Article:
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A Sparse Non-Parametric Approach for Single Channel Separation of Known SoundsPowerPoint Presentation

A Sparse Non-Parametric Approach for Single Channel Separation of Known Sounds

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A Sparse Non-Parametric Approach for Single Channel Separation of Known Sounds

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A Sparse Non-Parametric Approach for Single Channel Separation of Known Sounds

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A Sparse Non-Parametric Approach for Single Channel Separation of Known Sounds

Paris Smaragdis, MadhusudanaShashanka, Bhiksha Raj

NIPS 2009

- Problem : Single channel signal separation
- Separating out signals from individual sources in a mixed recording

- General approach
- Derive a generalizable model that captures the salient features of each source
- Separation is achieved by abstracting components from the mixed signal that conform to the characterization of the individual sources

Recover sources by reweighting of frequency subbands from a single recording

- Given magnitude spectrogram of a single source, each spectral frame is modeled as a histogram of repeated draws from a multinomial distribution over the frequency bins
- At a given time frame t, Pt(f) represents the probabilty of drawing frequency f
- The model assumes that Pt(f) is comprised of bases indexed by a latent variable z

- Now let the matrix VF×T of entries vft represent the magnitude spectrogram of the mixture sound and vt represent time frame t (the t-th column vector of matrix V)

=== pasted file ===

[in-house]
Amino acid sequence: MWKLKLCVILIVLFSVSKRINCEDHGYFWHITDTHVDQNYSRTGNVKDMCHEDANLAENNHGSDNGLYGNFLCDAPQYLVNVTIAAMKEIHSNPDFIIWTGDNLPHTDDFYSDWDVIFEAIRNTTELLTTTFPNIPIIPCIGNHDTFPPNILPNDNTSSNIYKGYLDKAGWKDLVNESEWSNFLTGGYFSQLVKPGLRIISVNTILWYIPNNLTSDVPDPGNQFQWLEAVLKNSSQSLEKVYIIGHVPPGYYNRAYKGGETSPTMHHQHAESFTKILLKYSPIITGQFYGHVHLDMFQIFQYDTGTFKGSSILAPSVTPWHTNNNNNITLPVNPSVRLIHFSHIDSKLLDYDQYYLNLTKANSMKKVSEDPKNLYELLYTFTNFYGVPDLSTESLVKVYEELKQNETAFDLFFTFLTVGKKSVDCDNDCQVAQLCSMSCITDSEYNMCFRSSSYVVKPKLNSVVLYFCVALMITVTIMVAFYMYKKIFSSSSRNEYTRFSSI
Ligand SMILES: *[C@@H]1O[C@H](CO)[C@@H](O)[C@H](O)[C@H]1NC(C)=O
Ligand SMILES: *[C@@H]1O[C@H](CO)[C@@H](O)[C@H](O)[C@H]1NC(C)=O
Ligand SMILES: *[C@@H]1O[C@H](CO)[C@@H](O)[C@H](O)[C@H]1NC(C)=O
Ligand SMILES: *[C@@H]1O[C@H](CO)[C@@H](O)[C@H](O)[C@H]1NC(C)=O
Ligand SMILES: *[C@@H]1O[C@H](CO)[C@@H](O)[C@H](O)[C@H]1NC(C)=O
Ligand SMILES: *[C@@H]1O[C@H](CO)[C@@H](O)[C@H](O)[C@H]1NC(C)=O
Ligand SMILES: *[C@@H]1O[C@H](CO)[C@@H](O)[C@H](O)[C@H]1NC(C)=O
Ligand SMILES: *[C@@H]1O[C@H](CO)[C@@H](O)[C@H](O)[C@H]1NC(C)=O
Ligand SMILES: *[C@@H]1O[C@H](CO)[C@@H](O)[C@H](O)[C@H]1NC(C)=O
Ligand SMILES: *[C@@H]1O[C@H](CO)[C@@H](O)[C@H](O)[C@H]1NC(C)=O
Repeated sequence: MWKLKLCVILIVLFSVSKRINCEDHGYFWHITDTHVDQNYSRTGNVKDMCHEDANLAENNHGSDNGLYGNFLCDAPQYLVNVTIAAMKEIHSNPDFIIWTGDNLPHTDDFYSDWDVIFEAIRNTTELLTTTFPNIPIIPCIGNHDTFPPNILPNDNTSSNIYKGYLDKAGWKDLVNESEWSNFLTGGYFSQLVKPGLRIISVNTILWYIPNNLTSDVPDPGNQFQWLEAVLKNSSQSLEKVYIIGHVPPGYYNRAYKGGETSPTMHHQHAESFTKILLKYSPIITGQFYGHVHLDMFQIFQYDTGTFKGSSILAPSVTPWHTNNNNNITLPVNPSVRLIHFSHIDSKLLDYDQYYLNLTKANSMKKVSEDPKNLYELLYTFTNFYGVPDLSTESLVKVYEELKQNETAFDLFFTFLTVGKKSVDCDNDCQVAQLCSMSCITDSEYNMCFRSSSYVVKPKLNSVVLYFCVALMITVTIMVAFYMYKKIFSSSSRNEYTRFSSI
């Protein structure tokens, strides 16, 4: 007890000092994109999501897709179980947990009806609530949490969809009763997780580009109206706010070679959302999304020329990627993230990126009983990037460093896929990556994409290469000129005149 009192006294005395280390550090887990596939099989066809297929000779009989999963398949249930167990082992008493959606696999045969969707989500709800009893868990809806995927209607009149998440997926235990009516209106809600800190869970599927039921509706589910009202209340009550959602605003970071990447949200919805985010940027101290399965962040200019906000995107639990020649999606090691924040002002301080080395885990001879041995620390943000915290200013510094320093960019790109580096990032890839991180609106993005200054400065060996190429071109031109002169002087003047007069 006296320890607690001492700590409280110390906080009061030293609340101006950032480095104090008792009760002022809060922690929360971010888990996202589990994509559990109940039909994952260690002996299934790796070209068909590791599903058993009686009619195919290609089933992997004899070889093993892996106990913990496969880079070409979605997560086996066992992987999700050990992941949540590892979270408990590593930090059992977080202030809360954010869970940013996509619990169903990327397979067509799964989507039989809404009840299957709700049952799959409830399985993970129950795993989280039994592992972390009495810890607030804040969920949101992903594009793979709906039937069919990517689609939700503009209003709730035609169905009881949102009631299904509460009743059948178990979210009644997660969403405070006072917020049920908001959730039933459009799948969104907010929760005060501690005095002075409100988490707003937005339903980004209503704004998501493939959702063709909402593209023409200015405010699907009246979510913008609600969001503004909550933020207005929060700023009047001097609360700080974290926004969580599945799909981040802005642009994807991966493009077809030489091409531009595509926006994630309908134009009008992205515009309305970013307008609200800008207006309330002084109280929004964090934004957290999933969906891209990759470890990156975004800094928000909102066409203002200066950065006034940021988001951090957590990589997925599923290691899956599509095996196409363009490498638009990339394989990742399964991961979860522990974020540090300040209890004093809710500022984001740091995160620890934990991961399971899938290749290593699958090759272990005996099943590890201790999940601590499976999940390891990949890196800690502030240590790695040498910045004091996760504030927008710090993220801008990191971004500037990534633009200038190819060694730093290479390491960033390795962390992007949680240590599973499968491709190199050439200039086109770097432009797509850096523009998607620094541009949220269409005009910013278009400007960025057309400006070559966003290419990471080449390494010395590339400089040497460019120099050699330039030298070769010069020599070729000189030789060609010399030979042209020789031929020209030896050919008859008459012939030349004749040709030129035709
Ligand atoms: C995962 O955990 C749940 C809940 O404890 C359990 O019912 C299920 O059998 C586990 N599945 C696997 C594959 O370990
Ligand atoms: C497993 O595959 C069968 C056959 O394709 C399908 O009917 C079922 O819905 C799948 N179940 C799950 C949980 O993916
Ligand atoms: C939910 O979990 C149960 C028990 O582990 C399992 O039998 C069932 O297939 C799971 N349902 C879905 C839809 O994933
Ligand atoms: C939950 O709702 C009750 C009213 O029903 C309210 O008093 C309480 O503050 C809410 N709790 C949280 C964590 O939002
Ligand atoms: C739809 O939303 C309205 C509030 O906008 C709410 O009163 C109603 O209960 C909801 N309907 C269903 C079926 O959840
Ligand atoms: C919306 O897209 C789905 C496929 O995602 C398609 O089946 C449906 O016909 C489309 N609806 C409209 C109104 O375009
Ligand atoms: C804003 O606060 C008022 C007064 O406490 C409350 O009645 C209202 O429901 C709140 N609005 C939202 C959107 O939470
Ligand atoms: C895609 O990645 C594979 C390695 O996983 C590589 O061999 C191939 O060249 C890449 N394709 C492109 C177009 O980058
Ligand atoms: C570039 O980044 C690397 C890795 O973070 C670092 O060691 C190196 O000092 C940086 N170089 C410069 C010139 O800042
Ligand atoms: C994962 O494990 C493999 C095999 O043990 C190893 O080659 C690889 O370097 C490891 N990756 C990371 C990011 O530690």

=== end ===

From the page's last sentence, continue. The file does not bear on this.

- First we assume that we have an already trained model in the form of basis vector Ps (f/z)
- These bases represent a dictionary of spectra that best describe each source

- Decompose a new mixture of these known sources in terms of the contributions of the dictionaries of each source
- Use EM algorithm to estimate Pt (z/s) and Pt(s)

- The reconstruction of the contribution of source s in the mixture is given by

- Use training data directly as a dictionary
- Authors argue that given any sufficiently large collection of data from a source the best possible characterization of any data is quite simply the data themselves (e.g., non-parametric density learning using Parzen-window)
- Side-step the need for separate model training step
- Large dictionary provides a better description of the sources, as opposed to the less expressive learned basis models
- Source estimates are guaranteed to lie on the source manifold as opposed to trained approaches which can produce arbitrary outputs that will not necessarily be plausible source estimates

- Use each frame of the spectrograms of the training sequences as the bases Ps(f/z)
- Let be the training spectrogram from source s. In this case, the latent variable z for source s takes T(s) values, and the z-th basis function will be given by the z-th column vector of W(s)

- With the above model ideally one would want to use one dictionary element per source at any point of time
- Ensure output lie on the source manifold
- Similar to a nearest neighbor model (search is computationally very expensive)
- In this paper authors propose using sparsity

- Given a probability distribution θ the entropic prior is defined as
- α is a weighting factor and determines the level of sparsity
- A sparse representation has a low entropy (since only few elements are ‘active”)
- Imposing this prior during MAP estimation is a way to minimize entropy during estimation which will result in sparse θ representation

- We would like to minimize the entropies of both the speaker dependent mixture weights
and the source priors at every frame

- However,
- Thus reducing the entropy of the joint distribution
is equivalent to reducing the conditional entropy of the source dependent mixture weights and the entropy of the source priors

- Thus reducing the entropy of the joint distribution

- The model written in terms of this parameter is given by,
- To impose sparsity we apply the entropic prior given by,
- Apply EM to estimate
- Reconstructed source is given by,

- The use of sparsity ensures that the output is a plausible speech signal devoid of artifacts like distortion and musical noise
- Unfortunate side effect is the need to use a very large dictionary
- However significant reduction in dictionary size may be achieved by using an energy threshold to select the loudest frames of he training spectrogram as bases
- Outperforms trained basis models of same size